No important superhero graphic novels list would be complete without the inclusion of Frank Miller’s Daredevil. Murdoch, a blind lawyer whose senses were enhanced when a lorry carrying radioactive material crashed into him as a child, is Daredevil, who guards the streets of New York. The creator took a second-tier Marvel hero and turned him into one of the must-read books of the 70s and 80s. But the finest moments in his run occur in that run of issues from 168 to 182, where we are introduced to Matt Murdoch’s doomed love affair with Elektra. Miller made the city as much a character in the comic as Murdoch, his partner Foggy Nelson and crimelord The Kingpin and this was the first time this had been done this effectively in a superhero comic.
Daredevil under Miller is very much the spirit and the conscience of New York. The creator also uses The Kingpin, formerly a Spider-man villain, to unparalleled effect, recasting him as probably the scariest and most sinister adversary in modern comics. The enmity between Daredevil and him, real name Wilson Fisk, is built up in a sophisticated yet classical manner. Murdoch’s former squeeze Elektra also casts a huge shadow here: it is to Miller’s credit that a character that is only introduced in #168 becomes a major credible player here. Elektra Natchios is a wealthy Greek girl who Murdoch meets while at law school and their romance is cut short by the brutal murder of her father. Filled with revenge, she becomes a world-class assassin. Miller does a fine job of foreshadowing the fact that Elektra will play a major role in Daredevil’s current life.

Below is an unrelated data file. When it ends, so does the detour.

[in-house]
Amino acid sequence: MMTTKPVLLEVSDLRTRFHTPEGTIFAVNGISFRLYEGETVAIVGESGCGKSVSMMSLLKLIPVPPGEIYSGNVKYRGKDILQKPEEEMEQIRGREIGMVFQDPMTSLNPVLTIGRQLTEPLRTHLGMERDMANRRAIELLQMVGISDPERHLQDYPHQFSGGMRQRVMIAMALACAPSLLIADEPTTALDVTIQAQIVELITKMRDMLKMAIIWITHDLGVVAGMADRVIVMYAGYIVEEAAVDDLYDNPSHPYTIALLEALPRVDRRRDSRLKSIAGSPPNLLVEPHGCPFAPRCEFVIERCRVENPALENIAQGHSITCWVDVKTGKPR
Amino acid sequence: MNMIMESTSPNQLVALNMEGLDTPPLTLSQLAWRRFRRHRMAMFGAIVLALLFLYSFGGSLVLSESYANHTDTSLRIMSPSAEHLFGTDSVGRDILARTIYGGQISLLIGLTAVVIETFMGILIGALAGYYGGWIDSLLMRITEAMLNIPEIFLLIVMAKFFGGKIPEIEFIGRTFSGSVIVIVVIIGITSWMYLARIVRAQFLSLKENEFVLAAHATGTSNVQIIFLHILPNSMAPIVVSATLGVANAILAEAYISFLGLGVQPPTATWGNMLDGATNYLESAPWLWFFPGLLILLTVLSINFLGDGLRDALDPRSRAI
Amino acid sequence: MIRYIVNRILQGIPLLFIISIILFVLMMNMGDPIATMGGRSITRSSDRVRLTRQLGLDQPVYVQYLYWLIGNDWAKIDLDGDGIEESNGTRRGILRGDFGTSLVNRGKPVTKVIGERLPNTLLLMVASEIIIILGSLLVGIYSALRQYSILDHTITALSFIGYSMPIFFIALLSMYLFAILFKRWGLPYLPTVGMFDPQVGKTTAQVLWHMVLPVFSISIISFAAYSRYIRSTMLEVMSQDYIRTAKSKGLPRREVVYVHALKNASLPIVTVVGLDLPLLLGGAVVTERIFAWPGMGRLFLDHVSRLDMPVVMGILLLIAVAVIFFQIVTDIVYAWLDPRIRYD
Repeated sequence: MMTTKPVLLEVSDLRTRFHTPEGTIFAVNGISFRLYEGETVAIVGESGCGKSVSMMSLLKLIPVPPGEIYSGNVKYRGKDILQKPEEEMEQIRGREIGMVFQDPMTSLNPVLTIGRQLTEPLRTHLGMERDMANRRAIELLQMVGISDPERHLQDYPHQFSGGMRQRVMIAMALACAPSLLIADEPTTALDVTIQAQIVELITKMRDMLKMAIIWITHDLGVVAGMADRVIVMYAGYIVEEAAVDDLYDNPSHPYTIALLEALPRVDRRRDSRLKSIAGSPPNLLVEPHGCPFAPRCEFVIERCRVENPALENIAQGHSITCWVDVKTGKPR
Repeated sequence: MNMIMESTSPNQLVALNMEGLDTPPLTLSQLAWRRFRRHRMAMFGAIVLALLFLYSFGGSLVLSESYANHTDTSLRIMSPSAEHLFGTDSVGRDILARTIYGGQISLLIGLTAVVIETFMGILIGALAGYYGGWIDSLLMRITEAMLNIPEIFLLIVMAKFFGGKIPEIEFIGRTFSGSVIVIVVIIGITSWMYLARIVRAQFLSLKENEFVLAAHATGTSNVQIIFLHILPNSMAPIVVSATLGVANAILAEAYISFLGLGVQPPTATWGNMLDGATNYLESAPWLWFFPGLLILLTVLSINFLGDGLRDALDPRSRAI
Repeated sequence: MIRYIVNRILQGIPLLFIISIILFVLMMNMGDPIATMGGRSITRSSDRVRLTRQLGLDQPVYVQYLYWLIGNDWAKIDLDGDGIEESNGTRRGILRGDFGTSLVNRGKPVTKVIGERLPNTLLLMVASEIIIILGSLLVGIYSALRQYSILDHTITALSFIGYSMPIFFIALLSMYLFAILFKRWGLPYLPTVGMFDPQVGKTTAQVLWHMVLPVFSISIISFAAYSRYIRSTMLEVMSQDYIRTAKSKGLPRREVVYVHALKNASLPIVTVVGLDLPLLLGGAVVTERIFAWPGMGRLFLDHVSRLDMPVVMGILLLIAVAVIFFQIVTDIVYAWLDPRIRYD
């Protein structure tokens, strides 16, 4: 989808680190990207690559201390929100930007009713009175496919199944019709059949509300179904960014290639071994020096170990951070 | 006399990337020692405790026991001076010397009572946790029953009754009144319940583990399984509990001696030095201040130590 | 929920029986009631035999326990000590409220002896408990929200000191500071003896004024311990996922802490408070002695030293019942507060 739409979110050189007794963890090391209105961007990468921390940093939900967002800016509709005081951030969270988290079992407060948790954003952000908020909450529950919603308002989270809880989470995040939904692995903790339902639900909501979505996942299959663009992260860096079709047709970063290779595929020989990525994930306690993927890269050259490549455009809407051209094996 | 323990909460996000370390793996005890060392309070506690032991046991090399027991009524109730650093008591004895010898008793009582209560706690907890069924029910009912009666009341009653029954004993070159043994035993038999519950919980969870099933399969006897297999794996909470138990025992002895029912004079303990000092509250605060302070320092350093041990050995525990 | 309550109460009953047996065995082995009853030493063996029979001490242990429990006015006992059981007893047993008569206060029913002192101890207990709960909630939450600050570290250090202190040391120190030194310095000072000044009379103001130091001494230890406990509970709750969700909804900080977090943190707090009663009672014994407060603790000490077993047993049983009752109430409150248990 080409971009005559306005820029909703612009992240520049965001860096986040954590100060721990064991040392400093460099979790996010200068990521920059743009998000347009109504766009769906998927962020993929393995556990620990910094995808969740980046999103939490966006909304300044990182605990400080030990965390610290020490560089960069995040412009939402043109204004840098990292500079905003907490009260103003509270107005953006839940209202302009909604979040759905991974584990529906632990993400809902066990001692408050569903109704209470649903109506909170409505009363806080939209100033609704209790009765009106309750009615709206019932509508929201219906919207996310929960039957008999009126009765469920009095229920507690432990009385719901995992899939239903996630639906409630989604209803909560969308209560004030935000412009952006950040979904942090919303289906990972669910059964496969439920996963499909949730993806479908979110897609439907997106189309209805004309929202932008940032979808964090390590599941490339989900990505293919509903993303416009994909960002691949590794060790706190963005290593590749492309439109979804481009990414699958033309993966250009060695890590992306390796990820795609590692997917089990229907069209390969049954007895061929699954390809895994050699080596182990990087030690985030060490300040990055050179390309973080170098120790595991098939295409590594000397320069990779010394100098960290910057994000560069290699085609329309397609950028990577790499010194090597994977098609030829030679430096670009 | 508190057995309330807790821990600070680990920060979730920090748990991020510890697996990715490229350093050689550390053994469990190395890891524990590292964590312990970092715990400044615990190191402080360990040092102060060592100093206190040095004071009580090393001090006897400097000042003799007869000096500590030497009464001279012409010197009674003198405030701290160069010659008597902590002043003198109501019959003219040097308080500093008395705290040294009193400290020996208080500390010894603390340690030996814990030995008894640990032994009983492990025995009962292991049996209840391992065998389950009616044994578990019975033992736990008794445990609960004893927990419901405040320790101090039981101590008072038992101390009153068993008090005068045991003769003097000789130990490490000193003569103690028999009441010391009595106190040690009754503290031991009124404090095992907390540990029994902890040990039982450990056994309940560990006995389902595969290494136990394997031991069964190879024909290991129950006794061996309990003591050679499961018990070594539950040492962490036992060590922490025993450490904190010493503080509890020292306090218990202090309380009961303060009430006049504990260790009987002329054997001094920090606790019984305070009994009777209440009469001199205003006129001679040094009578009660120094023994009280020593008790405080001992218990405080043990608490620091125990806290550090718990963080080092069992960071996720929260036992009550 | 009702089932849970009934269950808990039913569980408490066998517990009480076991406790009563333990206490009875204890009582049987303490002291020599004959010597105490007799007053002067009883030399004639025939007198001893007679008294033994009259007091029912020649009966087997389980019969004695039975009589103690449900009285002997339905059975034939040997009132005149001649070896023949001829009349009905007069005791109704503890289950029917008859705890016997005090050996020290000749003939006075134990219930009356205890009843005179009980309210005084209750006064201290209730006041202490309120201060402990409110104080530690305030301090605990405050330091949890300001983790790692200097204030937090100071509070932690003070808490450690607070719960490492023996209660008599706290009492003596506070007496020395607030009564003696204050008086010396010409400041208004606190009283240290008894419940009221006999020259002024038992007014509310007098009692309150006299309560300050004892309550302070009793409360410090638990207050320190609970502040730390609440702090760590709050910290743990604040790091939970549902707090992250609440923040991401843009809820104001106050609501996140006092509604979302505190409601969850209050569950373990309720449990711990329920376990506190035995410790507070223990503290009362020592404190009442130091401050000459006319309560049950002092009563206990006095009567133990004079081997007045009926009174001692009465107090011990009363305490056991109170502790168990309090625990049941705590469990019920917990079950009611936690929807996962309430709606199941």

And like the best superhero comics, the line between Murdoch and Daredevil is constantly blurred with Daredevil jeopardising his legal career at every turn. And it’s not just the triangle between Daredevil, Elektra and The Kingpin where Miller excels: the supporting cast of his law firm partner Foggy Nelson, unstoppable murderer Bullseye and crusading reporter Ben Urich all lend colour and flavour to the proceedings. Visually I would be remiss to write this without mentioning the finishes of Klaus Janson, who takes Miller’s layouts and brings them to stark life on the page. There is a rare kineticism and power to the fights here and a graphic simplicity that is in service to the story, never overwhelming it. Everything comes to a head dramatically with the extra-sized #181, where Bullseye gets his revenge on Daredevil by ending Elektra’s life in a lowkey but very effective manner. Bullseye is the perfect antagonist for Daredevil: murdering with a louche ease. Miller again has taken a throwaway creation (first premiered in this title in the mid-70s) and invested him with dramatic weight.
Pointing the way to Miller’s later work, Daredevil is a magnificent slice of superhero noir, bringing into play all that is best about the best comics has to offer. With the broadcast of Netflix’s brilliant Daredevil TV series, which owes a great deal to Miller and Klaus Janson, hopefully people will be driven to track down this collection